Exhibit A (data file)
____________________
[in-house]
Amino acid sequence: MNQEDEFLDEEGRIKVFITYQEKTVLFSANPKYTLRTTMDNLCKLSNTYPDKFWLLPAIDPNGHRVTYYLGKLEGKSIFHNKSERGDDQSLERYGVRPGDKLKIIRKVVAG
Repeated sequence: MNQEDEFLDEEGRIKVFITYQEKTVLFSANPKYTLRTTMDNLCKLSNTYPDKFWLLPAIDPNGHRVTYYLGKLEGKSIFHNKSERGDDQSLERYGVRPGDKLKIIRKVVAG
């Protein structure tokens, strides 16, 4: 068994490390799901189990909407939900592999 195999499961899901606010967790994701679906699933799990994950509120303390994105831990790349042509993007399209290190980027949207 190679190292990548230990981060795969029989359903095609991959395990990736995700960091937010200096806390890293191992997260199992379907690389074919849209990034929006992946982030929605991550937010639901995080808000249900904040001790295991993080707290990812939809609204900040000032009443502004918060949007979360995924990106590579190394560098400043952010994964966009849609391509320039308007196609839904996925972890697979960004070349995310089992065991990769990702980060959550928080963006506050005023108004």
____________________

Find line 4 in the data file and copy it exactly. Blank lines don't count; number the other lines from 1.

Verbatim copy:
């Protein structure tokens, strides 16, 4: 068994490390799901189990909407939900592999 195999499961899901606010967790994701679906699933799990994950509120303390994105831990790349042509993007399209290190980027949207 190679190292990548230990981060795969029989359903095609991959395990990736995700960091937010200096806390890293191992997260199992379907690389074919849209990034929006992946982030929605991550937010639901995080808000249900904040001790295991993080707290990812939809609204900040000032009443502004918060949007979360995924990106590579190394560098400043952010994964966009849609391509320039308007196609839904996925972890697979960004070349995310089992065991990769990702980060959550928080963006506050005023108004």